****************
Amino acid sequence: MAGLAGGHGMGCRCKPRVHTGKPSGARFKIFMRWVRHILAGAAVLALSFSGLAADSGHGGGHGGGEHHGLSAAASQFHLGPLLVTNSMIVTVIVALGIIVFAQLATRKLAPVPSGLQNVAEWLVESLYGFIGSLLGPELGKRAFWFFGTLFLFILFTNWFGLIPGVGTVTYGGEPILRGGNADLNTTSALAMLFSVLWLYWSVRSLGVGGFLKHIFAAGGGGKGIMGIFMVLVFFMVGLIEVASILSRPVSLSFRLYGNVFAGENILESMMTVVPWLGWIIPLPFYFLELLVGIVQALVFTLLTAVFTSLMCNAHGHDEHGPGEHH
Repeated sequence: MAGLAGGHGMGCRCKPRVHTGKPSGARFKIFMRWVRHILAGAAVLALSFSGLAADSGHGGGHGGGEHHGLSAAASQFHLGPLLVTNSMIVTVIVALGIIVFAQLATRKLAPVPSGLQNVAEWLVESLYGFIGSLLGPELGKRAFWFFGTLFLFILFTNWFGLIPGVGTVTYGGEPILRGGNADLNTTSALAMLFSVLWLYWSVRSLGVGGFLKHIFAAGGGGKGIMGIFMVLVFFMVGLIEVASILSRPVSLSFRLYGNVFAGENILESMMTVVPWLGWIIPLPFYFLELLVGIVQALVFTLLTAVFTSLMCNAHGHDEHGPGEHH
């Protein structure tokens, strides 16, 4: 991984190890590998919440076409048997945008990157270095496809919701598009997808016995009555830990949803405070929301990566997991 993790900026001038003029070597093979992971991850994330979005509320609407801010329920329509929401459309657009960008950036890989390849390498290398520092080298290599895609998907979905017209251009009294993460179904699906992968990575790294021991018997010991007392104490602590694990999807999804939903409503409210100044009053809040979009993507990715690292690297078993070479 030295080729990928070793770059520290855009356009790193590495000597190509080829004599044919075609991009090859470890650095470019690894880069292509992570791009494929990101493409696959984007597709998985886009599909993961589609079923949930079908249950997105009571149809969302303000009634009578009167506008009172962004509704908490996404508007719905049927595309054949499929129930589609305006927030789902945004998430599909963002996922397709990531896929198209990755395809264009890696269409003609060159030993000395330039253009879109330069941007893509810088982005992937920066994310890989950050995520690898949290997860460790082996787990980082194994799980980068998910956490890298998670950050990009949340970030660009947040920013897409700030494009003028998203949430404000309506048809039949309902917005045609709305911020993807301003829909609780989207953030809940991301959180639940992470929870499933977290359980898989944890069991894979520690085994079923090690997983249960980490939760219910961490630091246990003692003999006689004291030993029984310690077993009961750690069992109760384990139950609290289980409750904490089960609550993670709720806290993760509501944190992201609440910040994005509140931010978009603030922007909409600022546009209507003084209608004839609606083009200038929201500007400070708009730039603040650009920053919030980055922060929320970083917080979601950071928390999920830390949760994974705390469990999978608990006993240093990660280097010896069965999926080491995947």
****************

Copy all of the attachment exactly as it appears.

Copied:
Amino acid sequence: MAGLAGGHGMGCRCKPRVHTGKPSGARFKIFMRWVRHILAGAAVLALSFSGLAADSGHGGGHGGGEHHGLSAAASQFHLGPLLVTNSMIVTVIVALGIIVFAQLATRKLAPVPSGLQNVAEWLVESLYGFIGSLLGPELGKRAFWFFGTLFLFILFTNWFGLIPGVGTVTYGGEPILRGGNADLNTTSALAMLFSVLWLYWSVRSLGVGGFLKHIFAAGGGGKGIMGIFMVLVFFMVGLIEVASILSRPVSLSFRLYGNVFAGENILESMMTVVPWLGWIIPLPFYFLELLVGIVQALVFTLLTAVFTSLMCNAHGHDEHGPGEHH
Repeated sequence: MAGLAGGHGMGCRCKPRVHTGKPSGARFKIFMRWVRHILAGAAVLALSFSGLAADSGHGGGHGGGEHHGLSAAASQFHLGPLLVTNSMIVTVIVALGIIVFAQLATRKLAPVPSGLQNVAEWLVESLYGFIGSLLGPELGKRAFWFFGTLFLFILFTNWFGLIPGVGTVTYGGEPILRGGNADLNTTSALAMLFSVLWLYWSVRSLGVGGFLKHIFAAGGGGKGIMGIFMVLVFFMVGLIEVASILSRPVSLSFRLYGNVFAGENILESMMTVVPWLGWIIPLPFYFLELLVGIVQALVFTLLTAVFTSLMCNAHGHDEHGPGEHH
């Protein structure tokens, strides 16, 4: 991984190890590998919440076409048997945008990157270095496809919701598009997808016995009555830990949803405070929301990566997991 993790900026001038003029070597093979992971991850994330979005509320609407801010329920329509929401459309657009960008950036890989390849390498290398520092080298290599895609998907979905017209251009009294993460179904699906992968990575790294021991018997010991007392104490602590694990999807999804939903409503409210100044009053809040979009993507990715690292690297078993070479 030295080729990928070793770059520290855009356009790193590495000597190509080829004599044919075609991009090859470890650095470019690894880069292509992570791009494929990101493409696959984007597709998985886009599909993961589609079923949930079908249950997105009571149809969302303000009634009578009167506008009172962004509704908490996404508007719905049927595309054949499929129930589609305006927030789902945004998430599909963002996922397709990531896929198209990755395809264009890696269409003609060159030993000395330039253009879109330069941007893509810088982005992937920066994310890989950050995520690898949290997860460790082996787990980082194994799980980068998910956490890298998670950050990009949340970030660009947040920013897409700030494009003028998203949430404000309506048809039949309902917005045609709305911020993807301003829909609780989207953030809940991301959180639940992470929870499933977290359980898989944890069991894979520690085994079923090690997983249960980490939760219910961490630091246990003692003999006689004291030993029984310690077993009961750690069992109760384990139950609290289980409750904490089960609550993670709720806290993760509501944190992201609440910040994005509140931010978009603030922007909409600022546009209507003084209608004839609606083009200038929201500007400070708009730039603040650009920053919030980055922060929320970083917080979601950071928390999920830390949760994974705390469990999978608990006993240093990660280097010896069965999926080491995947």